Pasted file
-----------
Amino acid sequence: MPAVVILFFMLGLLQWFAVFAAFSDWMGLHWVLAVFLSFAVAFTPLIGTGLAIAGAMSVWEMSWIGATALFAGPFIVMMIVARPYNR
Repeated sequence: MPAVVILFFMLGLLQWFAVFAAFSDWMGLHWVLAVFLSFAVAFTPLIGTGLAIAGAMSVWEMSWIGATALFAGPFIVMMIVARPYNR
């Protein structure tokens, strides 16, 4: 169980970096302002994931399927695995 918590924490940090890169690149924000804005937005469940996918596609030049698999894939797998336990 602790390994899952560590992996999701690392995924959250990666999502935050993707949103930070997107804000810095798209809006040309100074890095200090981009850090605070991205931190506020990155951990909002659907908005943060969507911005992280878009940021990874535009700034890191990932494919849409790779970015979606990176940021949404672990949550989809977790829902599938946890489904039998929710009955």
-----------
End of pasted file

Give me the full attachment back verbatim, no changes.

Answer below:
Amino acid sequence: MPAVVILFFMLGLLQWFAVFAAFSDWMGLHWVLAVFLSFAVAFTPLIGTGLAIAGAMSVWEMSWIGATALFAGPFIVMMIVARPYNR
Repeated sequence: MPAVVILFFMLGLLQWFAVFAAFSDWMGLHWVLAVFLSFAVAFTPLIGTGLAIAGAMSVWEMSWIGATALFAGPFIVMMIVARPYNR
């Protein structure tokens, strides 16, 4: 169980970096302002994931399927695995 918590924490940090890169690149924000804005937005469940996918596609030049698999894939797998336990 602790390994899952560590992996999701690392995924959250990666999502935050993707949103930070997107804000810095798209809006040309100074890095200090981009850090605070991205931190506020990155951990909002659907908005943060969507911005992280878009940021990874535009700034890191990932494919849409790779970015979606990176940021949404672990949550989809977790829902599938946890489904039998929710009955």